If anyone appreciates the small, quaint hideaways of Brisbane, it’s chef Sarah Scott. Her Japanese-influenced eatery Joy – which is tucked into a Valley laneway – has just 10 seats, doing two sittings a night with a surprise set menu and optional beverage pairings.
The 36-square-metre space is split evenly between the bar and the kitchen, which means diners can see everything that happens in the kitchen (even dish-washing). Modelled after similar eateries in Japan (this style of dining is still quite rare in Australia), this close-quarters gem feels all the more special for its painstaking attention to detail and quality.
We asked Scott for her low-key favourite spots to eat, shop and play around the city.
Alba Bar & Deli, CBD
This cosy laneway bar focuses on jamón and the unlikely bedfellows of hip-hop and sherry. “They play pretty much exclusively hip-hop, and they have one of the biggest sherry ranges in Brisbane,” says Scott, who praises chef Savannah Sexton and the robust range of cured meats.
Highlights on the share-style menu are the individual baked scallops (usually done with a jamón crumb or XO sauce) and a cracker called “yesterday’s bread” (served with snapper) that she likens to puffed tuile. As for the vibe? “Not pretentious and very chill,” she says.
Alice Nightingale, Fortitude Valley
Hidden in another laneway near Joy, Alice Nightingale’s eponymous shop is a bright, quirky oasis of handmade clothing and jewellery. “She reuses and repurposes other materials, so she’ll make shirts out of towels or curtains,” Scott says. “She unstitches wool and redyes it. And she does really funny little slogans on the shirts.”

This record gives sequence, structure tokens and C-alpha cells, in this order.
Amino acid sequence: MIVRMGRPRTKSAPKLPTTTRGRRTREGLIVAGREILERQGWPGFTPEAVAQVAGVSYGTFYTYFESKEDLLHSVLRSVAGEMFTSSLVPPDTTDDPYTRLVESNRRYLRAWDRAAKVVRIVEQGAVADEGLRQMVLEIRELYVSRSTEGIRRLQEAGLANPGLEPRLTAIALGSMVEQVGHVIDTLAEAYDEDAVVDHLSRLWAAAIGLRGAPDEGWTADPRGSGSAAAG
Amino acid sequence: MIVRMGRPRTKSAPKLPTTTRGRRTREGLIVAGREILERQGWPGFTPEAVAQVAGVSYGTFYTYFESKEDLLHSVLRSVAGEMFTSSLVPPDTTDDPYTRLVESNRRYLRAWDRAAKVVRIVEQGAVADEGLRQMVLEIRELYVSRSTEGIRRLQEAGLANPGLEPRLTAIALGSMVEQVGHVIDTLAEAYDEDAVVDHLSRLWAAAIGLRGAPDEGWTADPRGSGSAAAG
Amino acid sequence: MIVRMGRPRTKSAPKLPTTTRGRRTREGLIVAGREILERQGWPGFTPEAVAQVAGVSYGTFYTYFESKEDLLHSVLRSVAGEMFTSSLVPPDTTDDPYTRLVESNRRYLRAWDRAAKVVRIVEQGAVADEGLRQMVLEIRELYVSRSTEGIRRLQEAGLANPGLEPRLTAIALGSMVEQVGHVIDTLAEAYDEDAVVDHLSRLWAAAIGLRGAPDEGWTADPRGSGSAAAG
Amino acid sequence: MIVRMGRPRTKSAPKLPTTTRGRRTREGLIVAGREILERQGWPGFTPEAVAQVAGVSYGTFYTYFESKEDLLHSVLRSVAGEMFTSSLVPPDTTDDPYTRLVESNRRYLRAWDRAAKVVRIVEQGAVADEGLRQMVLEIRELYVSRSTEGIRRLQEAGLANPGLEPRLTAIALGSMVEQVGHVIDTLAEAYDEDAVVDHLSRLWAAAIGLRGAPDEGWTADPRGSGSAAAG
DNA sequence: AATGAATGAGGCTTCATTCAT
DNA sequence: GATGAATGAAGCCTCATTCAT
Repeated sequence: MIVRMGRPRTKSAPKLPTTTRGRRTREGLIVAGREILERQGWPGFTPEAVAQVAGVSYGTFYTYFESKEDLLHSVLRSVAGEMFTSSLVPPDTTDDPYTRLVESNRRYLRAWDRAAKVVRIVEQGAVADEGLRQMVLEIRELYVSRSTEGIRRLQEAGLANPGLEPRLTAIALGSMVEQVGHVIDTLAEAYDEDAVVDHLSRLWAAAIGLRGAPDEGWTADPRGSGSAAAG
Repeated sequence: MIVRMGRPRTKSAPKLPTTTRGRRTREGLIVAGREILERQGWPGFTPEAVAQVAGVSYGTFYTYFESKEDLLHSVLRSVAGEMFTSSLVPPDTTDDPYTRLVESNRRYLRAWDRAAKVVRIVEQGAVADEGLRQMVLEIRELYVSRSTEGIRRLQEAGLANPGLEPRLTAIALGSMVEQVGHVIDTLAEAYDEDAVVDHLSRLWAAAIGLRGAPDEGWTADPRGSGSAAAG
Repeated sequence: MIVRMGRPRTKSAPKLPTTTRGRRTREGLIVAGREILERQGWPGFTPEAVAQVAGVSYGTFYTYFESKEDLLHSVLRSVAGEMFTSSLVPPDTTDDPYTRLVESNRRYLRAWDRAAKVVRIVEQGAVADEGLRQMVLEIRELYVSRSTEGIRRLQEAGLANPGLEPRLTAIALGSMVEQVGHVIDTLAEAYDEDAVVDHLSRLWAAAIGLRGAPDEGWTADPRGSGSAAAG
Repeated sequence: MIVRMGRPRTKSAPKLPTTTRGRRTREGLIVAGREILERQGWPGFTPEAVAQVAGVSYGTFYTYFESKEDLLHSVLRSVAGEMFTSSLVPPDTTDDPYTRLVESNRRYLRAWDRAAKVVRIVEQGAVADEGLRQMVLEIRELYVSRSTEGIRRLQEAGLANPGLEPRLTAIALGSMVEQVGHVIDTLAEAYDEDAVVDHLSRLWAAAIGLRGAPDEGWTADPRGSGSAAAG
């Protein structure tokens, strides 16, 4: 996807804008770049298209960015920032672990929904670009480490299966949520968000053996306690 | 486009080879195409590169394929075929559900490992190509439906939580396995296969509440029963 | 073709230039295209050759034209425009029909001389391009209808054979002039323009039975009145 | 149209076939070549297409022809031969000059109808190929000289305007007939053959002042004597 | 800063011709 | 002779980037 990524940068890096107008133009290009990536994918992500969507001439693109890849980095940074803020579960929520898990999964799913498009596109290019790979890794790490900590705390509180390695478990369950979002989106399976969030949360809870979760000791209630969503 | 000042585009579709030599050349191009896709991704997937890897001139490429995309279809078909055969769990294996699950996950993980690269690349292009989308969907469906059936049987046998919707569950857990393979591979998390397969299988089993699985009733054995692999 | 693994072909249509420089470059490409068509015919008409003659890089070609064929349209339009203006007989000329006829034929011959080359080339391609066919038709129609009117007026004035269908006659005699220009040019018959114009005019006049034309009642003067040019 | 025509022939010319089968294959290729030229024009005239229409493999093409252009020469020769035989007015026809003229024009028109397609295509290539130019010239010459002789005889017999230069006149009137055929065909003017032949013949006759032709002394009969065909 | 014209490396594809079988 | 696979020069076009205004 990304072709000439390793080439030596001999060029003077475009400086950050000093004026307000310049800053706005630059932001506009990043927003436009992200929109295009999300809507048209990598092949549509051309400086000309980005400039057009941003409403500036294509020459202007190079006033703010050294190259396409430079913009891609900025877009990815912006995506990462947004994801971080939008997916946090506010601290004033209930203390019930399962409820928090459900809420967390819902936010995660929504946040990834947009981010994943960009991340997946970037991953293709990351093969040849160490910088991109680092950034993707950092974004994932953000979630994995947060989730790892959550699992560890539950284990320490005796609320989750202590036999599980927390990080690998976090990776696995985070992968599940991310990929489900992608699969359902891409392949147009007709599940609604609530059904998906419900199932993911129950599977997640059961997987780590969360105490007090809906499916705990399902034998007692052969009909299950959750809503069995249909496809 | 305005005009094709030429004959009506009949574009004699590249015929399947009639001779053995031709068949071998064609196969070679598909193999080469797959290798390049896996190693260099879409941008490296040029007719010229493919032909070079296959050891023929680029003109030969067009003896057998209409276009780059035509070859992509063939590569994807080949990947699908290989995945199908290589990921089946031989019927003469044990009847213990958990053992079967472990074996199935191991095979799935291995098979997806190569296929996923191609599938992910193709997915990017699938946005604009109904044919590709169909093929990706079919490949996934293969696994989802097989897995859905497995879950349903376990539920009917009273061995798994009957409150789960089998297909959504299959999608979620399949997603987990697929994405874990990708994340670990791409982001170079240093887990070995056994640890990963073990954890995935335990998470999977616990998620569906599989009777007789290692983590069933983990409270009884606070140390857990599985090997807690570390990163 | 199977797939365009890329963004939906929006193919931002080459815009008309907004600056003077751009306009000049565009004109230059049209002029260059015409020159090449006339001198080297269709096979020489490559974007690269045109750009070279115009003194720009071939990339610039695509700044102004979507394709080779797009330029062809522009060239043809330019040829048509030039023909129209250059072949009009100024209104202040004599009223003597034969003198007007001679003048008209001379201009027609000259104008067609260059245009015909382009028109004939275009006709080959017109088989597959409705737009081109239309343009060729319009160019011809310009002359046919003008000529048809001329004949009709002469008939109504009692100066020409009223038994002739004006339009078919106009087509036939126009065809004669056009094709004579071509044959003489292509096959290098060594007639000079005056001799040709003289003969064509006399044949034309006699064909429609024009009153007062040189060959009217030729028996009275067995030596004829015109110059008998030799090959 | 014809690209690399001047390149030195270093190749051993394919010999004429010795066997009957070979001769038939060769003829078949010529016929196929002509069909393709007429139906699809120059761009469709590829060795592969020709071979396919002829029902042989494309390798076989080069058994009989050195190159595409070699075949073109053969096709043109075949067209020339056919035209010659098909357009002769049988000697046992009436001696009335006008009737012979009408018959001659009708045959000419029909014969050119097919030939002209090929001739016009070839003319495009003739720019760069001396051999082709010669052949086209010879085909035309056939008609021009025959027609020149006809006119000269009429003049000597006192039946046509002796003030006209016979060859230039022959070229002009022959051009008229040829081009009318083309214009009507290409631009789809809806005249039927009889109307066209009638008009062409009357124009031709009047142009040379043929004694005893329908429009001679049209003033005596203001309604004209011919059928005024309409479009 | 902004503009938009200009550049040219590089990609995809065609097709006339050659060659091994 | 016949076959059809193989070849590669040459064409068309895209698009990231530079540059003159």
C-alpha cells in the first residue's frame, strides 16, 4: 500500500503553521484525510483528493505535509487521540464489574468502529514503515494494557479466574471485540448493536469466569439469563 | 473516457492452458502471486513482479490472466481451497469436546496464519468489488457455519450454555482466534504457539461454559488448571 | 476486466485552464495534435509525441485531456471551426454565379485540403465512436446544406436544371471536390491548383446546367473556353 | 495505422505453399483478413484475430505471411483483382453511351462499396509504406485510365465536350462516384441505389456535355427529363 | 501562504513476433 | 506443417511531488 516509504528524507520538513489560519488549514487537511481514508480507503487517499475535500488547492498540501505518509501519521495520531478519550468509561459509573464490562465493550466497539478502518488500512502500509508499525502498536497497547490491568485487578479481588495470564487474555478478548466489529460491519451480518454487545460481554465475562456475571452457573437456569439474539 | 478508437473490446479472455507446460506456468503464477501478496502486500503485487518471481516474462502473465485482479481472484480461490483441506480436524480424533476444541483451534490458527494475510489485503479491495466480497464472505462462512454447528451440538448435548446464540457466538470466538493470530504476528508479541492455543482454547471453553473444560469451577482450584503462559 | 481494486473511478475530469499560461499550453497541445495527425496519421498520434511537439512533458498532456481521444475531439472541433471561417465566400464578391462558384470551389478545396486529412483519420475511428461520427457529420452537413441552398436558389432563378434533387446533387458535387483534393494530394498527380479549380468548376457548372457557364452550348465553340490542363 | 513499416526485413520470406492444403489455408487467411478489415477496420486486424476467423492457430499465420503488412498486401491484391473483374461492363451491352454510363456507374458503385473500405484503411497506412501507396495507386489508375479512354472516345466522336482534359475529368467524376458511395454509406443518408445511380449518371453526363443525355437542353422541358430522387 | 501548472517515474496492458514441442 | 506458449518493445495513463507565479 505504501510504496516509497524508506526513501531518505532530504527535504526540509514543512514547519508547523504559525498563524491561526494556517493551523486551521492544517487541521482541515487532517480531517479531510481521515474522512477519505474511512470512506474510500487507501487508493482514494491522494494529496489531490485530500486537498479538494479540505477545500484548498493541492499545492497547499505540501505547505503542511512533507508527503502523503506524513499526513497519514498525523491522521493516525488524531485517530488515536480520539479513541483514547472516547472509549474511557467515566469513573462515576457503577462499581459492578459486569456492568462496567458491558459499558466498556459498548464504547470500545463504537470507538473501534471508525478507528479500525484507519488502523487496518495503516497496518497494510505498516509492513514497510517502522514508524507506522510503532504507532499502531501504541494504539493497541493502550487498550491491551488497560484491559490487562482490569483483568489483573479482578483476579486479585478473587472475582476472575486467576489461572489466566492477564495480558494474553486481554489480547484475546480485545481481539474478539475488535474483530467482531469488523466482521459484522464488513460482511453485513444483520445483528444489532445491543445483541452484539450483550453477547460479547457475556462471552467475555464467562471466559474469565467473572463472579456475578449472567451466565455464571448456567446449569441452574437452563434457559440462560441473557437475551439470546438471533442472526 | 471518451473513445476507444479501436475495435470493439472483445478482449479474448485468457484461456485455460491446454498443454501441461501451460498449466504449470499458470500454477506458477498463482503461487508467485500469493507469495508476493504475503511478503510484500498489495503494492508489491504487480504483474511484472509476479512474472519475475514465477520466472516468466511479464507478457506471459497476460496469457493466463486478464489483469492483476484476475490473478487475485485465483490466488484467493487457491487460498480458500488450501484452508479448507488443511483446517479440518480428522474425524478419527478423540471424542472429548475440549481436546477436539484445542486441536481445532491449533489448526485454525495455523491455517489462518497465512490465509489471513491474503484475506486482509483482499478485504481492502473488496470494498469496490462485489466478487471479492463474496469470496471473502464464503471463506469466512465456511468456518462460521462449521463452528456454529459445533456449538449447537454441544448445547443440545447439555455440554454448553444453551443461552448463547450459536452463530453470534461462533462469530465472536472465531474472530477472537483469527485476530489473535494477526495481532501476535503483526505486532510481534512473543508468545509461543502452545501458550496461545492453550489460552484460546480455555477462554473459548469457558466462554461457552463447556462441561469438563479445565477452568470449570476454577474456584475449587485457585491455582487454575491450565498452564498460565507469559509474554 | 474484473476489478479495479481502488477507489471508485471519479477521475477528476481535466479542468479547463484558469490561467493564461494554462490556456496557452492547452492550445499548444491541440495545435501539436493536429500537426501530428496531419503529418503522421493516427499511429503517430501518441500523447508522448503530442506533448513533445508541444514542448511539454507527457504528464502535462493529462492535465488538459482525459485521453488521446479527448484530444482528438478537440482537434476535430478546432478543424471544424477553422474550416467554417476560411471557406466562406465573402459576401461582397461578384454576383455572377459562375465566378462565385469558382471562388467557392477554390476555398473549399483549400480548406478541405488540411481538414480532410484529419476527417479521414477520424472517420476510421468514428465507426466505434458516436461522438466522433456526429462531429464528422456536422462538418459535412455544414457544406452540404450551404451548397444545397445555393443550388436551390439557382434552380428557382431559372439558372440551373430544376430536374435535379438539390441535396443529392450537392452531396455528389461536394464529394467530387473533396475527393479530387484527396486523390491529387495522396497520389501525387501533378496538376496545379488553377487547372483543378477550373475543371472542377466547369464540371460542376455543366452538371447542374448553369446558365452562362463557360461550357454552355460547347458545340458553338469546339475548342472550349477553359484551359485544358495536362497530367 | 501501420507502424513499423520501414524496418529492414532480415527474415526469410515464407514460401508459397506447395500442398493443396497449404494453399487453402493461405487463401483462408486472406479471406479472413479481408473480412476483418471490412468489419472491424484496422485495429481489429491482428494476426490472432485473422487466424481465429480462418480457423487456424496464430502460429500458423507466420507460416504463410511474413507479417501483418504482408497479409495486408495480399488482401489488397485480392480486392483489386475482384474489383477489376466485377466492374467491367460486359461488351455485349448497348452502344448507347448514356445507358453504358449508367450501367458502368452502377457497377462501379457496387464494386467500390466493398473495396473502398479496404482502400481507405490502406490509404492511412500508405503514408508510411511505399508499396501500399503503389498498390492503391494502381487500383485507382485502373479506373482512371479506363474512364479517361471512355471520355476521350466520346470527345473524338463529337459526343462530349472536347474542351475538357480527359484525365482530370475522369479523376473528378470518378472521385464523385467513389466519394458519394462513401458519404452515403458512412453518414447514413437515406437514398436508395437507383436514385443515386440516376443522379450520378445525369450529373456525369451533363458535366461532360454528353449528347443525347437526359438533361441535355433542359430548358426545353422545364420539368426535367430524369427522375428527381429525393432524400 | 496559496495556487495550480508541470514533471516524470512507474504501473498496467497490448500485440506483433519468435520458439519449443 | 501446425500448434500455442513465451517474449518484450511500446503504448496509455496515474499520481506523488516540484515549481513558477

Scott’s a fan of the funky patterns and textiles (which come in dresses, jumpsuits and playsuits); the crochet earrings (there’s a pair that says “nah mate”; as well as weekly social sewing classes in the laneway. She says Nightingale is always there in the tiny shop, smiling and stitching away.
Sunset at New Farm Park, New Farm
While scenic New Farm Park is reliably busy on a Sunday, it’s less crowded during sunset – when the view is majestic. Scott loves to picnic in the rose garden (also less crowded than other sections) as the sun dips down.
“There are rows and rows of different rosebushes,” she says. “You can also cross the road and sit up on a grassy hill facing the river. The sky down there always seems to go a beautiful orange colour at sunset.”
The Brisbane Riverwalk from New Farm to the CBD
A visit to New Farm Park leads naturally into the Brisbane Riverwalk, which will take you to the CBD via an elevated walkway and bike path over the Brisbane River. You could easily spend a couple hours doing it, with lots of options for stops and detours – including ferry-assisted shortcuts along the way. Scott recommends stopping at Howard Smith Wharves and the lookout in New Farm.
With designated lanes for biking and walking, the Riverwalk – which was rebuilt in 2014 after floods washed away the original structure in 2011 – has become a popular fixture in the city. “And I think through Covid, people have really fallen in love with it again,” says Scott.
Editor’s note: If you’re drinking, leave your car at home.
Savile Row – right across the street from Joy – has no signage, just a blacked-out window and orange door. Inside is a three-level bar covered with dark wood, anchored by a stately chandelier and a library-esque spirit collection (complete with sliding ladder).
“They’re always climbing up there,” Scott says. “The service is the best in Brisbane.” Famous for its vast whisky range and hardcover drinks menu (which includes illustrations of the cocktails), Savile Row has bar seats, romantic candlelit tables and upstairs booths with table service. No wonder it’s a favourite late-night hospo hangout.
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